Among the more precious possessions in my study drawer are the notes from the last sermon Lew Smedes ever preached. It was delivered from the pulpit in which I spend most of my Sundays. Lew left his little 5 x 7 sheets in the pulpit, pock marked as they were with a few words here and there scrawled in large print. That's all his nimble mind ever needed to get a lecture or sermon going. Time and again he proved that elaborate phrases are not required to say great things. A few words were all it took to set the mind of this man in motion and create a torrent of grace-filled ideas for the hearer or reader. If it's any clue to the well-honed character of his thinking, the first word on these sermon notes is "Non-Negotiable." The last phrase on the bottom of the final page is "Love: Nothing else is enough." Tucked between those bookends was a sermon for the ages.
 Lew Smedes, longtime professor of Theology and Ethics at Fuller Seminary, was as good as anyone in recent times for taking complex ideas out of the academic cloister and refitting them for meaning in the public marketplace. This large man with a gentle spirit was unafraid of tackling big subjects. His intellectual rigor and pastoral warmth combined in such an eloquent way that he could take "hot button" topics and push the evangelical world right out of its boundaries. In one piece of personal correspondence, when recommending a possible presentation title to me, he tendered the suggestion: "What do you think about: How the Bible Points the Way Through Today's Moral Mess?" And then, as if to express his vigor for the task, he added, "I could start with the easy stuff like abortion and homosexuality." He meant what he said.
 These topics were "easy stuff" for Smedes. As far as he was concerned they were too personally important and too theologically non-controversial to rank as "tough stuff." His facility in addressing them was due in large part to his disinterest in certainty and his far greater attachment to the idea of confidence - confidence in the deepest sense of its root meaning: con fide, with faith. Lew Smedes viewed every subject that entered the cultural lexicon and human experience through the lens of faith. The deft way he went about this work was to mix and merge secular ideas with theological language and Christian hope. So he could write, for example, "The sacred trinity of feeling good, looking good, and making good are very good goods, but they make very bad gods. As gods they eventually leave us feeling like spent dreams on the soiled sheets of disenchantment." This was part of a larger discourse on facing up to the sort of people we want to be inside the people we appear to be.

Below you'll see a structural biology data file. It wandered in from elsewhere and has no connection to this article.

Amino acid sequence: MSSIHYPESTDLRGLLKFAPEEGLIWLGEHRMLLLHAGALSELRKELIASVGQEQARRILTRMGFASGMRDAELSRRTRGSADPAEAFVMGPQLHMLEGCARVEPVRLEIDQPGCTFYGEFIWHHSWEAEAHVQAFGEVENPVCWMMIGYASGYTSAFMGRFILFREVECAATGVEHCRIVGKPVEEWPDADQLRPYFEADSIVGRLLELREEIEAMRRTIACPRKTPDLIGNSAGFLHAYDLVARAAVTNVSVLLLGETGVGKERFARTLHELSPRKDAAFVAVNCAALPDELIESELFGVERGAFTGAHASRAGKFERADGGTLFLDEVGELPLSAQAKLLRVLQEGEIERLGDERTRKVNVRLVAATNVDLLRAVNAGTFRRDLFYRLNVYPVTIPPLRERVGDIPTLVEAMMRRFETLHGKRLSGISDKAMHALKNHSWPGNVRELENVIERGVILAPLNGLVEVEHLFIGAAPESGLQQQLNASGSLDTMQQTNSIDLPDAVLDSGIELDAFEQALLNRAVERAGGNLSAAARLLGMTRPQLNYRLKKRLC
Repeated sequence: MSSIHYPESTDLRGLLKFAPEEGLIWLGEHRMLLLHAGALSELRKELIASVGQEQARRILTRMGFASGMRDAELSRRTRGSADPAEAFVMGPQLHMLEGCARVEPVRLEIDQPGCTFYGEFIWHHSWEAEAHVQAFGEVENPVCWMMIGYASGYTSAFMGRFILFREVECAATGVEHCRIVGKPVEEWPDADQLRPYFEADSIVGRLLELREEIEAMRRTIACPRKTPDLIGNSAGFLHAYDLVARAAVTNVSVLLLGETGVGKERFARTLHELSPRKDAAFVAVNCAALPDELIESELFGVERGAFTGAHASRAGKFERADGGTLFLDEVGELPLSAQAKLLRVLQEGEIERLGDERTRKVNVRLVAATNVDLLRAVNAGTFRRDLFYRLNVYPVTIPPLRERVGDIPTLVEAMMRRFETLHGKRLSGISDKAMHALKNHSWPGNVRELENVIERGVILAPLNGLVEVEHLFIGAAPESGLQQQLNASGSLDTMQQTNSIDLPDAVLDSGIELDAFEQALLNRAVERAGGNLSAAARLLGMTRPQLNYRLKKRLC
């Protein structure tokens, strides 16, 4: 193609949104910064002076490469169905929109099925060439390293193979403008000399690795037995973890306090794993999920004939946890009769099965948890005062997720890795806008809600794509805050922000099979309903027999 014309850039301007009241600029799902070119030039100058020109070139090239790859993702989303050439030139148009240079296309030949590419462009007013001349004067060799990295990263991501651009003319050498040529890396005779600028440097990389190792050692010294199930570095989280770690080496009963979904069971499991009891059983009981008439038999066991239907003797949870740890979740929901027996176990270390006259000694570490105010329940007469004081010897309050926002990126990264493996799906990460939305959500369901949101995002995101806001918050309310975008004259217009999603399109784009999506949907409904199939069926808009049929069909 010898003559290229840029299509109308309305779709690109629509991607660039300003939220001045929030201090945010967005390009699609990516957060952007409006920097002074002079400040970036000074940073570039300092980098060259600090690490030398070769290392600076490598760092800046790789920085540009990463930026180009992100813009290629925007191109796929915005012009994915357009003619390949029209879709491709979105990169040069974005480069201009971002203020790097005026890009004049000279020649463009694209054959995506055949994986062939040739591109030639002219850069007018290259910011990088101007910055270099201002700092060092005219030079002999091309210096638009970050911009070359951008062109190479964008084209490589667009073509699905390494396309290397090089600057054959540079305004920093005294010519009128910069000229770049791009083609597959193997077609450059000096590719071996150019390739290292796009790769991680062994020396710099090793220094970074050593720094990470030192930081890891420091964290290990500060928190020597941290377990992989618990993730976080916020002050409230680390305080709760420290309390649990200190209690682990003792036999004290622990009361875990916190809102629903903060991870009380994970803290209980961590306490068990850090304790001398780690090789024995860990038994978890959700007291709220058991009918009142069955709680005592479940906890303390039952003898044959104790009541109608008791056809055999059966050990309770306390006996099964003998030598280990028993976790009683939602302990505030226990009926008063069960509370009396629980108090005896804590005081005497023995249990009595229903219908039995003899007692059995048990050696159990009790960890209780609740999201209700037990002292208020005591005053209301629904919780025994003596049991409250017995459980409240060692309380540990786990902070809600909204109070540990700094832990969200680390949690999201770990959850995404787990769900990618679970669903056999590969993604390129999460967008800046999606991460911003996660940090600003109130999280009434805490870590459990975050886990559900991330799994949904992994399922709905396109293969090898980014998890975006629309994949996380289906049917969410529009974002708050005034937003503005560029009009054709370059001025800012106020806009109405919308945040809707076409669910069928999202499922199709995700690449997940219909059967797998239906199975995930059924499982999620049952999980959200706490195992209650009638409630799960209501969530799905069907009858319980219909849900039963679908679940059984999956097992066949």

Much of Smedes' insights on theology and ethics were forged on the anvil of human suffering. A series of severe personal tests, including the death of his own son "who died before he had lived the whole of a day," kept Smedes constantly focused on the face of God and invested in the eyes of those he encountered. In one he saw grace embodied; in the other he witnessed grace desired. "Grace is a mysterious power to live as if you know tomorrow will be better than today, even though common sense gives you odds that tomorrow will be the pits … Grace is amazing because it works against the grain of common sense … Realistic common sense tells you that you are too weak, too harassed, too human to change for the better; grace gives you power to send you on the way to being a better person. Plain common sense may tell you that you are caught in a rut of fate or futility; grace promises that you can trust God to have a better tomorrow for you than the day you have made for yourself."
 As I pore over my Lew Smedes' correspondence file from time to time, I'm struck by the many evidences of grace and humility, which for this man behaved like twins sharing a common identity. They were non-negotiables in his world, indispensable features of meaningful life well lived. In my better moments, I have found the same to be true. Life that is complete with grace and humility, ala Lewis B. Smedes, is a very full life indeed.
© December 2006
Journal of Lutheran Ethics (JLE)
Volume 6, Issue 12